Three Reasons To Be Thankful

 

There are only six weeks to go in 2021 and it has been an incredible year for the stock market bulls. In fact, in many ways it could go down as one of the best years ever. This week, in honor of Thanksgiving, we wanted to take a closer look at three reasons to be thankful. From the stock market to the economy, there are indeed many reasons to be thankful this year.

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A Peek At Inflation: Five Signals to Watch For

 

After an upside inflation surprise in October, it’s clear that peak inflation may still be ahead, possibly even pushing into 2022. While the Federal Reserve (Fed) maintains its position that elevated inflation will be transitory, we have yet to see progress. Below we look at five signs to watch for over the next
several months that may signal that inflation may be near or at its peak.

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Developed International: If Not Now, When?

 

 

 

 

 

 

 

Since we began our investing careers, we’ve had the concept of  diversification drilled into our heads. Some refer to it as the only free lunch in investing. Well, when it comes to geography, that advice hasn’t been helpful for some time (you could say the same about value-style investing). Staying close to home and favoring the United States won’t always be the best move, but for now, we think it still is—as we discuss here.

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Five Things That Might Spook Markets

With Halloween over the weekend, what better to write about this week than what scares us? If our positive near-term market outlook proves to be overly optimistic, we believe one—or perhaps more than one—of these five  things will likely be the culprit: inflation, an aggressive Federal Reserve, profit margin pressures, pulling forward of seasonal gains, and potentially overly  bullish sentiment.

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Bullish Setup Into Year-End

 

 

 

 

 

 

 

The S&P 500 Index has gained more than 20% so far this year, making more than 50 record highs along the way. Certainly nobody should be upset with that return if that was all 2021 brought us. However, we see signs that there could be more gains to come in the final two months of the year. Seasonal tailwinds, improving market internals, and clear signs of a peak in the Delta variant all provide potential fuel for equities heading into year-end, and we maintain our overweight equities  recommendation as a result.

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Q3 Earnings Preview: Less Upside

 

We have used most of the superlatives we know to describe corporate America’s stunning performances over the past two earnings seasons. Despite lofty expectations, results exceeded estimates by the biggest margins we’ve ever seen (and one of the authors of this report has been doing this for 23 years). We expect solid earnings gains during the upcoming third-quarter earnings season, but upside surprises will be smaller. Unfortunately, we won’t need as many superlatives.

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Answering The Top Debt Ceiling Questions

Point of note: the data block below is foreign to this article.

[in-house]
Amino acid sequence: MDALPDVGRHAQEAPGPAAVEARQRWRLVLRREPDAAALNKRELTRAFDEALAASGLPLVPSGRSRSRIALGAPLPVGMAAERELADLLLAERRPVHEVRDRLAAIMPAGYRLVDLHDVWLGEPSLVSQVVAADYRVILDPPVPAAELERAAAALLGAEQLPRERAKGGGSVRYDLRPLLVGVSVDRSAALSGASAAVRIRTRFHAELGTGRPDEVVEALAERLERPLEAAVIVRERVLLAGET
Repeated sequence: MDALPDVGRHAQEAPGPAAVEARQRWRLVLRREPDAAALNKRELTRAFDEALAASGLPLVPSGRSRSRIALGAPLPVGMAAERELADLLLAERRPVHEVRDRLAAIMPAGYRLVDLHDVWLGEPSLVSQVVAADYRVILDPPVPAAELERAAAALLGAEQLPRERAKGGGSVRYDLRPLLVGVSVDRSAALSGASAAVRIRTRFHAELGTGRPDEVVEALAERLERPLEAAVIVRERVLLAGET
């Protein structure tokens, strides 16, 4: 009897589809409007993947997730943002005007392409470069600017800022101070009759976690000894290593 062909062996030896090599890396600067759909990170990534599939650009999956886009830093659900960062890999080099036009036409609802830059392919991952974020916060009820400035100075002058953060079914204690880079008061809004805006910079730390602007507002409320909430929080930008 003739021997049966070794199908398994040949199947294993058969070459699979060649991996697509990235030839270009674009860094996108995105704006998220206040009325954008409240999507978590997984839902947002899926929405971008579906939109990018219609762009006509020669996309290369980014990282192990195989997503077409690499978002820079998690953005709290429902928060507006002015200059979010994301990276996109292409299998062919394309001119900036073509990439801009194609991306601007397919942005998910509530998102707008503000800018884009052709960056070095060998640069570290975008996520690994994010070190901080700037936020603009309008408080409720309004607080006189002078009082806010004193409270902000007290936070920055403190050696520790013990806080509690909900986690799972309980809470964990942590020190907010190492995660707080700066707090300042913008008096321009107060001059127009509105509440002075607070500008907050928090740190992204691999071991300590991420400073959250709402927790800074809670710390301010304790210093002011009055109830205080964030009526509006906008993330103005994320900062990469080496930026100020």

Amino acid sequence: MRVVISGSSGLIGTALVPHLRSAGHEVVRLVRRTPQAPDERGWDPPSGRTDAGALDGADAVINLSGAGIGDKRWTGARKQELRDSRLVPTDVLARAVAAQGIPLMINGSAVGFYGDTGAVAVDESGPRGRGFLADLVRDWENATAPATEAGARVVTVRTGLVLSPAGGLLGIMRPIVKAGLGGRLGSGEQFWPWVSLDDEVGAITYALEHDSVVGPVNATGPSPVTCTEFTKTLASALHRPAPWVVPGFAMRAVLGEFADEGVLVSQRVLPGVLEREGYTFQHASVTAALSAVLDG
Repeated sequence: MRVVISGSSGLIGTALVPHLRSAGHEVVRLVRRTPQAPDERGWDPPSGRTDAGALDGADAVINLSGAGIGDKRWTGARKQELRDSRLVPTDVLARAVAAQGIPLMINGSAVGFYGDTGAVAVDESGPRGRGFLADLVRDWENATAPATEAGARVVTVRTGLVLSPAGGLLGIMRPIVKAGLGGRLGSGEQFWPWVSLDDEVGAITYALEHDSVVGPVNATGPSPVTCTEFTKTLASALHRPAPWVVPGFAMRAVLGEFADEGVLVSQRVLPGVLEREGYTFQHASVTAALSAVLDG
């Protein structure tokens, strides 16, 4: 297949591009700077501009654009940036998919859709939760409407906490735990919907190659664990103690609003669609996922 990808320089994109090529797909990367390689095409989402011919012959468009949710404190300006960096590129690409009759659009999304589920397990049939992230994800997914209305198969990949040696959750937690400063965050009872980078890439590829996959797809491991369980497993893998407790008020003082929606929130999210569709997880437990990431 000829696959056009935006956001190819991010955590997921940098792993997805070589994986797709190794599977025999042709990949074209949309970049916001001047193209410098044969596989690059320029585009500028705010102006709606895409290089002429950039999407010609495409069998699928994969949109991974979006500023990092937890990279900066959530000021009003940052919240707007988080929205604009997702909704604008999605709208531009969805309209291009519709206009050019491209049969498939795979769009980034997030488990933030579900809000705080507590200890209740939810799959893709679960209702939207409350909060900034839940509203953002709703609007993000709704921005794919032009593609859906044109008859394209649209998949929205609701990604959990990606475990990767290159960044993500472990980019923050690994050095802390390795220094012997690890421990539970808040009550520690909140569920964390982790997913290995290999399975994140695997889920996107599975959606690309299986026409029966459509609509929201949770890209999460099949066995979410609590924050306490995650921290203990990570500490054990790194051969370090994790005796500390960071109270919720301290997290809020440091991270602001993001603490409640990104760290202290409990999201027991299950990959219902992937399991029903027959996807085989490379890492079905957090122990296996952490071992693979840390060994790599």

Last week, Congress was able to push back a fast-approaching deadline for raising the debt ceiling to December. Markets applauded the move with a relief rally. Despite decreased uncertainty in the near term, we may be confronted with the same problem again in a couple of months. This week we look more closely at the role the debt ceiling plays in government financing, what could happen if the debt ceiling is not raised in a timely way, and why market  participants were skittish about the approaching deadline as we look ahead to December.

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Early Thoughts on 2022

 

With the fourth quarter underway—historically the best quarter for stocks, by the way—2022 is fast approaching. While a lot can still happen between now and the end of 2021, we don’t think it’s too early to start thinking about what stocks might do next year. We see a favorable economic environment for stocks in 2022, consistent with prior mid-cycle expansion years and bolstered by continued earnings growth. The gains may not come easy, however, with a number of risks such as COVID-19-related supply chain disruptions, inflation, and higher interest rates.

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To Z Or Not To Z: Why The Shape Of The Recovery Still Matters

 

LPL Research is downgrading its 2021 U.S. GDP growth forecast from 6.25–6.75% to 5.75–6.25%. Growth is likely to come in at an annualized pace near 5% over the second half of the year. So, while expectations have been tempered, the recovery still has a lot of momentum, which is likely to extend
well into 2022. In 2022 we may see economic growth exceed potential,  creating a Z-shaped recovery— something we haven’t really seen since the early 1970s. What is a Z-shaped recovery and what might it mean for the Federal Reserve (Fed), inflation, and markets? We attempt to answer
those questions below.

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Revisiting Our 10 Year Treasury Yield Forecast

 

Until recently, we expected the 10-year Treasury yield to end the year between 1.75% and 2.0%. Now, however, there are two key elements suggesting we are unlikely to see significantly higher interest rates by year end: The Delta variant’s impact on economic growth expectations, and the continued demand for U.S. Treasuries by foreign investors. As such, our new year-end target for the 10-year Treasury yield is between 1.50% and 1.75%.

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